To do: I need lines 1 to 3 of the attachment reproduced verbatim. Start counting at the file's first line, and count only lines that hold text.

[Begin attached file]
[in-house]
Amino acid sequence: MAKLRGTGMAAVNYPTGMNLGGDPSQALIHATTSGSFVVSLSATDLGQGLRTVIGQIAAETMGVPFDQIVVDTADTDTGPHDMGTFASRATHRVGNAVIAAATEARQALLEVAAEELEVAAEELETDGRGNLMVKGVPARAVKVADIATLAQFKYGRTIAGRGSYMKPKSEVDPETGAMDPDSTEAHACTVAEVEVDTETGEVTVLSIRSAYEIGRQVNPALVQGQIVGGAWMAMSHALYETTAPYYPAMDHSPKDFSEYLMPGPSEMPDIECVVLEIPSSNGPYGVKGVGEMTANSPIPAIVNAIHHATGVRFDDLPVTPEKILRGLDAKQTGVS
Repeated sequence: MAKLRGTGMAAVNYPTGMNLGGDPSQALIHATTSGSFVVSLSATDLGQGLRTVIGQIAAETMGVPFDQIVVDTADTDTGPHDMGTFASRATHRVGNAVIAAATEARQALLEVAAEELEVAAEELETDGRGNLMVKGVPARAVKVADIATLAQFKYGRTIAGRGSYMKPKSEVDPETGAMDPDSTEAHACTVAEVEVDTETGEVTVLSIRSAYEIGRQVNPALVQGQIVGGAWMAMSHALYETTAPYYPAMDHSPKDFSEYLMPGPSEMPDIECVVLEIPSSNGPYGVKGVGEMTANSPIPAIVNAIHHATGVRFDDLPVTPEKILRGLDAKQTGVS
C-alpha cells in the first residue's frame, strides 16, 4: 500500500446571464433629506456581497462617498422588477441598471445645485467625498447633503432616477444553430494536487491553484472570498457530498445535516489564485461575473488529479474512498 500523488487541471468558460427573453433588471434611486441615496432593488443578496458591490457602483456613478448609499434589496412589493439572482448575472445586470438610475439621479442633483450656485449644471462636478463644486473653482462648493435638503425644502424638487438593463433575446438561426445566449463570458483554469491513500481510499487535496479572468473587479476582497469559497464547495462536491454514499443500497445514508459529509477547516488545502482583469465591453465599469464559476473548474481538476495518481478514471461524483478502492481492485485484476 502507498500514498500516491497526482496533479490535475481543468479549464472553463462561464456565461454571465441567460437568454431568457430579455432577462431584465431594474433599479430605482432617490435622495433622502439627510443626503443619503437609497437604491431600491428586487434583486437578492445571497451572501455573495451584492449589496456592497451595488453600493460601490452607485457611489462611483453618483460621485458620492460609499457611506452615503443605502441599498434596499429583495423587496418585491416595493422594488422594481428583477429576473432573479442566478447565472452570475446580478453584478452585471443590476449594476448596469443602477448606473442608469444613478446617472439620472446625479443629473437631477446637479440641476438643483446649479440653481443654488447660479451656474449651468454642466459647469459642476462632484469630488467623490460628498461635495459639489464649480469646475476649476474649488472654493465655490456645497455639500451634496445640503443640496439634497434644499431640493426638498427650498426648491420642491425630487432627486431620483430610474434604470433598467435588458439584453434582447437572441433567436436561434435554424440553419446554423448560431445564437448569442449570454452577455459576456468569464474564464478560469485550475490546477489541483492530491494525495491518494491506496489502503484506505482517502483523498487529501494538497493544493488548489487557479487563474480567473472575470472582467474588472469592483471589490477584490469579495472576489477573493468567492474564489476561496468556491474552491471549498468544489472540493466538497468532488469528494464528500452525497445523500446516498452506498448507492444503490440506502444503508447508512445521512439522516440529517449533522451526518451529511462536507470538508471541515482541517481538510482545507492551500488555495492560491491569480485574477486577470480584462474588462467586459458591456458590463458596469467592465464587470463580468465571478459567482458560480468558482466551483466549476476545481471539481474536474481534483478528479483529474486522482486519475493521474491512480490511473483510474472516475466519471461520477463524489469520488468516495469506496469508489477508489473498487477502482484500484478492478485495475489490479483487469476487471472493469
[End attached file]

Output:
[in-house]
Amino acid sequence: MAKLRGTGMAAVNYPTGMNLGGDPSQALIHATTSGSFVVSLSATDLGQGLRTVIGQIAAETMGVPFDQIVVDTADTDTGPHDMGTFASRATHRVGNAVIAAATEARQALLEVAAEELEVAAEELETDGRGNLMVKGVPARAVKVADIATLAQFKYGRTIAGRGSYMKPKSEVDPETGAMDPDSTEAHACTVAEVEVDTETGEVTVLSIRSAYEIGRQVNPALVQGQIVGGAWMAMSHALYETTAPYYPAMDHSPKDFSEYLMPGPSEMPDIECVVLEIPSSNGPYGVKGVGEMTANSPIPAIVNAIHHATGVRFDDLPVTPEKILRGLDAKQTGVS
Repeated sequence: MAKLRGTGMAAVNYPTGMNLGGDPSQALIHATTSGSFVVSLSATDLGQGLRTVIGQIAAETMGVPFDQIVVDTADTDTGPHDMGTFASRATHRVGNAVIAAATEARQALLEVAAEELEVAAEELETDGRGNLMVKGVPARAVKVADIATLAQFKYGRTIAGRGSYMKPKSEVDPETGAMDPDSTEAHACTVAEVEVDTETGEVTVLSIRSAYEIGRQVNPALVQGQIVGGAWMAMSHALYETTAPYYPAMDHSPKDFSEYLMPGPSEMPDIECVVLEIPSSNGPYGVKGVGEMTANSPIPAIVNAIHHATGVRFDDLPVTPEKILRGLDAKQTGVS